2. see a lower rate of inflation at the end of the period than at the start

  3. see about the same rate of inflation at the end of the period than at the start

  4. none of the above


 

A.1.24: Phillips Curve

In an economy described by the so-called Phillips Curve equation:

       $ {\pi_t} = {\pi_t}^e - \beta\left(u_t - u^*\right) $

where inflation expectations are rational:

       $ {\pi_t}^e = \pi_t $

a central bank that attempts to push or lets the unemployment rate fall and stay below its NAIRU for a long period of time will probably:

  1. see a higher rate of inflation at the end of the period than at the start

  2. see a lower rate of inflation at the end of the period than at the start

  3. see about the same rate of inflation at the end of the period than at the start

  4. none of the above


 

A.1.25: Phillips Curve

In an economy described by the so-called Phillips Curve equation:

       $ {\pi_t} = {\pi_t}^e - \beta\left(u_t - u^*\right) $

where inflation expectations are adaptive:

       $ {\pi_t}^e = \pi_{t-1} $

you can derive the following equation for how inflation evolves over time:

  1. $ {\pi_t} = \pi_{t-1} - \beta\left(u_t - u^*\right) $

  2. $ {\pi_t} = \pi^* - \beta\left(u_t - u^*\right) $

  3. $ {\pi_t} = \pi_{t} - \beta\left(u_t - u^*\right) $

  4. none of the above


 

A.1.26: Phillips Curve

In an economy described by the so-called Phillips Curve equation:

       $ {\pi_t} = {\pi_t}^e - \beta\left(u_t - u^*\right) $

where inflation expectations are a hybrid of static and adaptive:

       $ {\pi_t}^e = \lambda\pi^* + (1 - \lambda)\pi_{t-1} $

you can derive the following equation for how inflation evolves over time:

  1. $ {\pi_t} = \pi_{t-1} - \frac{\beta\left(u_t - u^*\right)}{1-\lambda} $

  2. $ {\pi_t} = (1 - \lambda)\pi_{t-1} - \beta\left(u_t - u^*\right) $

  3. $ {\pi_t} = \pi_{t} - \frac{\beta\left(u_t - u^*\right)}{1-\lambda} $

  4. none of the above


 

A.1.27: Monetary Policy

Consider an economy where the long-term risky real interest rate r is equal to the short-term safe nominal policy rate i controled by the central bank, minus the inflation rate $ π $, plus the spread $ \rho $ between the interest rate at which businesses can borrow long-term and the interest rate at which the government can borrow short term. If there is thought to be only a negligible chance that the central bank will ever wish that it could lower its policy rate i below zero, a prudent central bank should probably:

  1. focus on keeping inflation at a moderate level so that it can reduce r to negative values on occasion

  2. focus on keeping inflation low and stable so as not to make economic calculation more unpredictable

  3. ignore inflation and focus on keeping unemployment from rising above the natural rate

  4. none of the above


 

A.1.28: Monetary Policy

Consider an economy where the long-term risky real interest rate r is equal to the short-term safe nominal policy rate i controlled by the central bank, minus the inflation rate $ π $, plus the spread $ \rho $ between the interest rate at which businesses can borrow long-term and the interest rate at which the government can borrow short term. If there is thought to be a substantial chance that the central bank will ever wish that it could lower its policy rate i below zero, a prudent central bank should probably:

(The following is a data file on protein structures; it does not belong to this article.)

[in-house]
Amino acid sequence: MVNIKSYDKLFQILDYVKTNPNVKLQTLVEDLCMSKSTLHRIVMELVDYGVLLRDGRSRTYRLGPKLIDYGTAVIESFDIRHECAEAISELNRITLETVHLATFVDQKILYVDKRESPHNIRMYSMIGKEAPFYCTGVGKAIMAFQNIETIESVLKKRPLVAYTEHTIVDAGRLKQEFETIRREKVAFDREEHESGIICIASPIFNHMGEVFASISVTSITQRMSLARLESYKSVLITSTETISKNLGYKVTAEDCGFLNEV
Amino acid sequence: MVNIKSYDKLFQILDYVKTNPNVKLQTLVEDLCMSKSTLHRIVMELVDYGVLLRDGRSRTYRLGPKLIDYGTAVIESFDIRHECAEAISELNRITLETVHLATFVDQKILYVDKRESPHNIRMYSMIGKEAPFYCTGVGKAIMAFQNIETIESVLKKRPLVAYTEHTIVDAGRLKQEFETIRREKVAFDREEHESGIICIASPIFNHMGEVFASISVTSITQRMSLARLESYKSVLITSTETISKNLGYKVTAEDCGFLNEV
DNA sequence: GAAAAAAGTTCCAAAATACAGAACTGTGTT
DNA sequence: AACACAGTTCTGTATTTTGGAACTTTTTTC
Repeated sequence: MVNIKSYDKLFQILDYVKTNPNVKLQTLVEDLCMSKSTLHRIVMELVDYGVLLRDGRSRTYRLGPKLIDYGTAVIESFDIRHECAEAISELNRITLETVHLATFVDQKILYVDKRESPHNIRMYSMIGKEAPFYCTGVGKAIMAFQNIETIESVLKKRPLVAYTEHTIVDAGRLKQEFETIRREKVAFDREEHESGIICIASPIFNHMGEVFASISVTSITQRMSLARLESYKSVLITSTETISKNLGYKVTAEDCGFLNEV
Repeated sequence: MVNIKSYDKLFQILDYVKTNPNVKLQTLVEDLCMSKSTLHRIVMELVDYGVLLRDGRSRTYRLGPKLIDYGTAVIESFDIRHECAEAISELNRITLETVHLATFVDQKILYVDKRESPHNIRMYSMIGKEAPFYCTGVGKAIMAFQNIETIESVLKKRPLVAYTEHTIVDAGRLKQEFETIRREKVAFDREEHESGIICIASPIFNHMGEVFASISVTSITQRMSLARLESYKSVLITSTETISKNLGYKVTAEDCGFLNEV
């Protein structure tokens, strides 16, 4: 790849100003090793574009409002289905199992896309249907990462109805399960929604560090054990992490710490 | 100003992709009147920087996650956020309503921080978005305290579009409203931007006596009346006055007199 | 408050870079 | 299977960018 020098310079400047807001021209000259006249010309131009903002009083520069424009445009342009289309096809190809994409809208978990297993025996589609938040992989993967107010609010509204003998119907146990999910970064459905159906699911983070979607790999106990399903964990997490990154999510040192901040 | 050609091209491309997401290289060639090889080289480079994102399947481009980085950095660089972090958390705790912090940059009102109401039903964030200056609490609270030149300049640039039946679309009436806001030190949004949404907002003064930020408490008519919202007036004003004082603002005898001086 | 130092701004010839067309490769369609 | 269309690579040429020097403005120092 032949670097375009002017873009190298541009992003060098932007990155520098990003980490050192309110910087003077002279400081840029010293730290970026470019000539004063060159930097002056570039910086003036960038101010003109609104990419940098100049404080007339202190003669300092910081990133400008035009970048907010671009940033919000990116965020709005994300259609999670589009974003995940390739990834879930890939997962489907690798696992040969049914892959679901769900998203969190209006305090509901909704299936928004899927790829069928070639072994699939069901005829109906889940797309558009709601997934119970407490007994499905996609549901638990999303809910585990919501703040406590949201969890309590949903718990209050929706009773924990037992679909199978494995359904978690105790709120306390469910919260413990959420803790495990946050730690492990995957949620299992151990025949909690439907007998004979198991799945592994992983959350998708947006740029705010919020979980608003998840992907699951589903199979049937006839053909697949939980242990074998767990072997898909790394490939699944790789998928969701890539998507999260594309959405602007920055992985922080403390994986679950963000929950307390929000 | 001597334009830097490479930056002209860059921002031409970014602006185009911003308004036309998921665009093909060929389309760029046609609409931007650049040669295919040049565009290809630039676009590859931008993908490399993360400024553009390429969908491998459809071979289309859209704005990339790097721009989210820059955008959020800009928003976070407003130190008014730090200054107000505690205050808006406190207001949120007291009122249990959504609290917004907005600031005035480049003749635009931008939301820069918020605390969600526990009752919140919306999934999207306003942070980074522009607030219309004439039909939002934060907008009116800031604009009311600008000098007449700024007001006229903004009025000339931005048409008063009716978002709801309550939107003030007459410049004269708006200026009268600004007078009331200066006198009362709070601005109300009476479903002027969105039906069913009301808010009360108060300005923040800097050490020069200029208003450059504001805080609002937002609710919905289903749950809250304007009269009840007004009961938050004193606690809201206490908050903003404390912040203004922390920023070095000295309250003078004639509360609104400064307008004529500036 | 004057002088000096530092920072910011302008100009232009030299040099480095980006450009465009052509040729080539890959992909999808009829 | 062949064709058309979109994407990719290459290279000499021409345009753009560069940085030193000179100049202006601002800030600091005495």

1. focus on keeping inflation at a moderate level so that it can reduce r to negative values on occasion

  2. focus on keeping inflation low and stable so as not to make economic calculation more unpredictable

  3. ignore inflation and focus on keeping unemployment from rising above the natural rate

  4. none of the above


 

A.1.29: Monetary Policy

The principal reason that then-Federal Reserve Chair Alan Greenspan was largely unworried about speculation in housing and the rise in housing prices in the mid-2000s was probably:

  1. he believed the Federal Reserve had the tools to prevent even a large financial crisis in housing finance from having large effects raising the interest rate spread $ \rho $ and lowering business "animal spirits" $ I_o $

  2. he believed that a large financial crisis in housing finance having large effects raising the interest rate spread $ \rho $ and lowering business "animal spirits" $ I_o $ would be ultimately beneficial because it would see irrational speculators with bad judgment replaced by prudent managers, and their would be long-term gain for short-run pain

  3. he believed that there were very large benefits from a large expansion of America's housing stock, even if those who financed that expansion wound up bankrupt

  4. none of the above


 

A.1.30: Monetary Policy

From 1979 to 1982 the principal reason that then-Federal Reserve Chair Paul Volcker raised interest rates high and kept them high was probably because:

  1. he believed that inflation expectations were rational and thus that he could reduce inflation without seeing a significant or long lasting rise in unemployment

  2. he believed that inflation of between 5% and 10% per year had a serious effect reducing investment and thus slowing long run growth

  3. he believed it was very important to make inflation expectations a hybrid of static and adaptive rather than see them become a hybrid of adaptive and rational because the second would produce a very unstable economy

  4. none of the above


 

A.2: Calculations

A.2.1: Solow Growth Model

On December 19, 2017, economist Robert Barro of Harvard University wrote https://tinyurl.com/dl20180428d that the effects on economic growth of Donald Trump and the Republicans' TCJA would raise real GDP Y in the long run by 7% and over ten years by 2.8% because: